Since 1993, the Building Bridges program has challenged participants to reach across racial barriers throughout Western North Carolina. To date, more than 1,200 attendees have completed the nine-week series at venues including churches, schools and community centers.
Employing videos and selected readings, the sessions consist of large-group presentations followed by small-group discussions, with the intention of deconstructing racial stereotypes and forging new community ties. The course’s reading material is specifically geared to local conditions, and continuing-education credits are awarded for participation in all of the programs.
Community activist and Building Bridges board member Dawn Marie Klug told parishioners at a Unitarian Universalist service in August how participation in Building Bridges had shaped her life. “Before I went to Building Bridges, I would have told you that I wasn’t racist. … The reality is that we live in a country—and probably a world—that grants certain privileges to people with white skin. In fact, we receive messages everyday that tell us we are better than people of color, so the fact that we might have a racist thought cross our minds does not mean that we are bad people. What it does mean for me is that I need to be intentional in how I discard and discredit those thoughts.”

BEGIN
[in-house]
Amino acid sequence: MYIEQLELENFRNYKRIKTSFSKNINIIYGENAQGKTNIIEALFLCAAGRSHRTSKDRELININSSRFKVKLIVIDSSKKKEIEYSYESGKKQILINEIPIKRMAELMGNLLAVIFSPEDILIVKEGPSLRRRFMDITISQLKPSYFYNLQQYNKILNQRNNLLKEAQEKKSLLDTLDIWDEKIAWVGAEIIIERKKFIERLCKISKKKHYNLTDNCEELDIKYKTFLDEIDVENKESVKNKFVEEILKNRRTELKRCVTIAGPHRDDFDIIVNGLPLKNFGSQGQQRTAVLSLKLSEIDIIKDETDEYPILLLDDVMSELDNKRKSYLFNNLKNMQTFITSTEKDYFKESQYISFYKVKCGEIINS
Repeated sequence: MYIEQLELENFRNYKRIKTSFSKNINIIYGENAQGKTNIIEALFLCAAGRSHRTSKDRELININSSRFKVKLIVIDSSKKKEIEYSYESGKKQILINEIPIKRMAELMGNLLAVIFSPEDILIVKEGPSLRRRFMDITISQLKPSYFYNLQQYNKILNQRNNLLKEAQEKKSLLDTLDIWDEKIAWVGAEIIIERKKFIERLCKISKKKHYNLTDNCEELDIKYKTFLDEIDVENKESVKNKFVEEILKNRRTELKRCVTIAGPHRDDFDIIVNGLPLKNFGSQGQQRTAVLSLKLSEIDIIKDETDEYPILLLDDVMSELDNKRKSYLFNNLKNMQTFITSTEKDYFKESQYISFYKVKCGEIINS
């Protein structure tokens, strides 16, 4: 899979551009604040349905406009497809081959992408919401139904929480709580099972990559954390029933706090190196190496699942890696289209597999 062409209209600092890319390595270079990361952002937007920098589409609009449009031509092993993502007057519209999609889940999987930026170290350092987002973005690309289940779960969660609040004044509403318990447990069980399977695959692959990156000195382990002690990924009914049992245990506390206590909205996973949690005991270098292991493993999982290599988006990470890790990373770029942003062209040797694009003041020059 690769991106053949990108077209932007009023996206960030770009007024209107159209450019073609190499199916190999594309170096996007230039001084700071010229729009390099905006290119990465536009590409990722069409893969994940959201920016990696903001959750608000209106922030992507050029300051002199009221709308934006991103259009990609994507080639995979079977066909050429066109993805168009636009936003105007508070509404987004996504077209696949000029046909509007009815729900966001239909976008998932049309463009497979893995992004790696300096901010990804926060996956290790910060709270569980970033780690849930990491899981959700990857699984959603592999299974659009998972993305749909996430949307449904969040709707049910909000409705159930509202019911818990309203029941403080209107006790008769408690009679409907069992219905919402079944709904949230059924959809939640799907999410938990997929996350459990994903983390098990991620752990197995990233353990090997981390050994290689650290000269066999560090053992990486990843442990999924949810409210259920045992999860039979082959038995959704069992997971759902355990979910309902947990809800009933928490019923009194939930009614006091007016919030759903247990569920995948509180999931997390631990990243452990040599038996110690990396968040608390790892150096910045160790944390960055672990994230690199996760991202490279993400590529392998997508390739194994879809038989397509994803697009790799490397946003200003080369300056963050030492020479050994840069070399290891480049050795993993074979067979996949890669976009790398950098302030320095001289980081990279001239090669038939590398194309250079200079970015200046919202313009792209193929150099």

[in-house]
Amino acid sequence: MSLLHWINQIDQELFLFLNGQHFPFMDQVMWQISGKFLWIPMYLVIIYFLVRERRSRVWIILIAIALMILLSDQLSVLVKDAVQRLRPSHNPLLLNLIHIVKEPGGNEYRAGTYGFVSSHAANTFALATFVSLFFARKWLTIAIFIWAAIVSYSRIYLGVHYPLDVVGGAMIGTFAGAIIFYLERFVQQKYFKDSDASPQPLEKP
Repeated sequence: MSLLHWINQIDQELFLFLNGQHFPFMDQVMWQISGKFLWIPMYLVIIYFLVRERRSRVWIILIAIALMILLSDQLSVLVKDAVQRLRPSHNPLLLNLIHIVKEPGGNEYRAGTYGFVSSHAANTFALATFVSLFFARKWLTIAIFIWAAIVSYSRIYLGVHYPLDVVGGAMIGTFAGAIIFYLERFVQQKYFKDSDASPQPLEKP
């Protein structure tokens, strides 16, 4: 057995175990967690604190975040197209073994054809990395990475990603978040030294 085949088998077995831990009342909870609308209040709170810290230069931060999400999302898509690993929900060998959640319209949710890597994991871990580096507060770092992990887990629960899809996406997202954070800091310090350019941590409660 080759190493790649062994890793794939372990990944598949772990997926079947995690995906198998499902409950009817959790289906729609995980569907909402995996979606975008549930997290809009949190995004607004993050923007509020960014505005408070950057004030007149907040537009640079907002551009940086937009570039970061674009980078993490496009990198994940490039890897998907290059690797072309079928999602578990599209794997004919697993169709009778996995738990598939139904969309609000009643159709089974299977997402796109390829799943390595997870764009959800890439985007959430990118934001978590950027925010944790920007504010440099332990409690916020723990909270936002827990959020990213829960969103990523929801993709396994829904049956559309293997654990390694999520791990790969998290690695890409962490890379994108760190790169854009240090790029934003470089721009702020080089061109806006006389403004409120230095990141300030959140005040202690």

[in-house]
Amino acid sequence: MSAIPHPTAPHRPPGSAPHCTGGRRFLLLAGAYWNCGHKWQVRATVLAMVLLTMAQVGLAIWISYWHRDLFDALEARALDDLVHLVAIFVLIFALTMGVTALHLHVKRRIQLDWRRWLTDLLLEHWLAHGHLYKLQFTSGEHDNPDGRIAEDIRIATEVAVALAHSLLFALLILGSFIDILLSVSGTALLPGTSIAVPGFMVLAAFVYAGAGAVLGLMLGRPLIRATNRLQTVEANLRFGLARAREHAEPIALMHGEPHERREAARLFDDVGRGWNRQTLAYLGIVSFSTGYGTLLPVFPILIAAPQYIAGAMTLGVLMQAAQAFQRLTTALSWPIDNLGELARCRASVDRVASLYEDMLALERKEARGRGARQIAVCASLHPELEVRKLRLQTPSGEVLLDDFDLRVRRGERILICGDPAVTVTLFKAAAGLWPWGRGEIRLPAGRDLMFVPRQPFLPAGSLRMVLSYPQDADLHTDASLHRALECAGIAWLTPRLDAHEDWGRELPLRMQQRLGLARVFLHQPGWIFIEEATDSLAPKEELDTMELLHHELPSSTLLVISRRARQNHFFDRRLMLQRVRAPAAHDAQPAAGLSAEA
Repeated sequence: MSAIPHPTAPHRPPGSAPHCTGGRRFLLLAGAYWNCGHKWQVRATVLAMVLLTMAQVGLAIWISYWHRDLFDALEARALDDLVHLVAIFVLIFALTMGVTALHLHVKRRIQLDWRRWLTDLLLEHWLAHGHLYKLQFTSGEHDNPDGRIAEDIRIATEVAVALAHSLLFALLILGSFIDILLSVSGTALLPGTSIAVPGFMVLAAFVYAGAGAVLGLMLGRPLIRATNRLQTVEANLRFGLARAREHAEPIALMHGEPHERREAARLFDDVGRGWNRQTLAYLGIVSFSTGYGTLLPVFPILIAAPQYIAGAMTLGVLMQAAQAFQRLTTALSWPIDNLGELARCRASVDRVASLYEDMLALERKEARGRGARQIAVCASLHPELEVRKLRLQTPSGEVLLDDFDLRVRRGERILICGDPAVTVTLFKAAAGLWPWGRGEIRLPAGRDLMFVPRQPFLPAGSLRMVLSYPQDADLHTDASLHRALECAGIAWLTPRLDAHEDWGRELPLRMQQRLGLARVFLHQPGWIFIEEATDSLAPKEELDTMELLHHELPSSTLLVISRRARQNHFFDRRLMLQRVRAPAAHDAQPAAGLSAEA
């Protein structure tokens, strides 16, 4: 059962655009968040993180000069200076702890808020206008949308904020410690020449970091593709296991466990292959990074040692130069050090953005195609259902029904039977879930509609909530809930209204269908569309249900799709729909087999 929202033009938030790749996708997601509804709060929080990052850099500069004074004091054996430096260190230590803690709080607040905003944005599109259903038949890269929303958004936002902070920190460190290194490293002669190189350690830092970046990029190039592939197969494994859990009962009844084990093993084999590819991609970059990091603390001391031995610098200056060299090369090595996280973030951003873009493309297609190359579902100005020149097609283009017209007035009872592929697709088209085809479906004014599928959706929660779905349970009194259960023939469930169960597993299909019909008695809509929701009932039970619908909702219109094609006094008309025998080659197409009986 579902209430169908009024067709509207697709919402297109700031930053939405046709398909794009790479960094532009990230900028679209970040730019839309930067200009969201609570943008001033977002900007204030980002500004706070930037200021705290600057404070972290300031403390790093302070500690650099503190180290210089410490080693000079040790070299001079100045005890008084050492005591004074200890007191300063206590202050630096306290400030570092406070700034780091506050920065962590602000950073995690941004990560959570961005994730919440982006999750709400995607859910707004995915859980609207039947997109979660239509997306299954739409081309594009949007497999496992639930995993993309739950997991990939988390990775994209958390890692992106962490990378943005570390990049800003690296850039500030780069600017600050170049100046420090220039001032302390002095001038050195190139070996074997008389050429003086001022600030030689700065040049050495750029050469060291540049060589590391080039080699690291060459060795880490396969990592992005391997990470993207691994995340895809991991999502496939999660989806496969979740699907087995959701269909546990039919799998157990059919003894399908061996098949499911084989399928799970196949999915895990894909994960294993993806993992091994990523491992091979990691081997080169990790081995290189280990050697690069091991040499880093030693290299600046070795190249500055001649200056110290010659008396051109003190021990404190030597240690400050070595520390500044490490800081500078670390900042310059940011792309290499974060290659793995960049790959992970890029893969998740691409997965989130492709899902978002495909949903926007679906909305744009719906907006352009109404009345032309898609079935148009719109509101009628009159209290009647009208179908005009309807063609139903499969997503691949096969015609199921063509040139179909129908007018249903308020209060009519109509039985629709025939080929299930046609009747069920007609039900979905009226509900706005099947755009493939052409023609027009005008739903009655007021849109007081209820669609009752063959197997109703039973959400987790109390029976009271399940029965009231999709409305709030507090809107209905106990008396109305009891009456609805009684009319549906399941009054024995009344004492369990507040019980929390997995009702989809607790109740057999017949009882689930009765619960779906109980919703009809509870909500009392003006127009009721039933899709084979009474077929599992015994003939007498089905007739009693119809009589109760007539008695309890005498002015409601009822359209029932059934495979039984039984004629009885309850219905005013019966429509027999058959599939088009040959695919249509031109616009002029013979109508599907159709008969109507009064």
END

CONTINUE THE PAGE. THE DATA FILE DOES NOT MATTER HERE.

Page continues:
Building Bridges’ next session will be held at the Unitarian Universalist Church of Asheville (1 Edwin Place), and runs from 7 to 9 p.m. each Tuesday from Sept. 11 through Nov. 8. Registration is limited to 90 people; a fee of $20 covers materials.
For more information, visit www.buildingbridges-asheville.org or call 253-0749.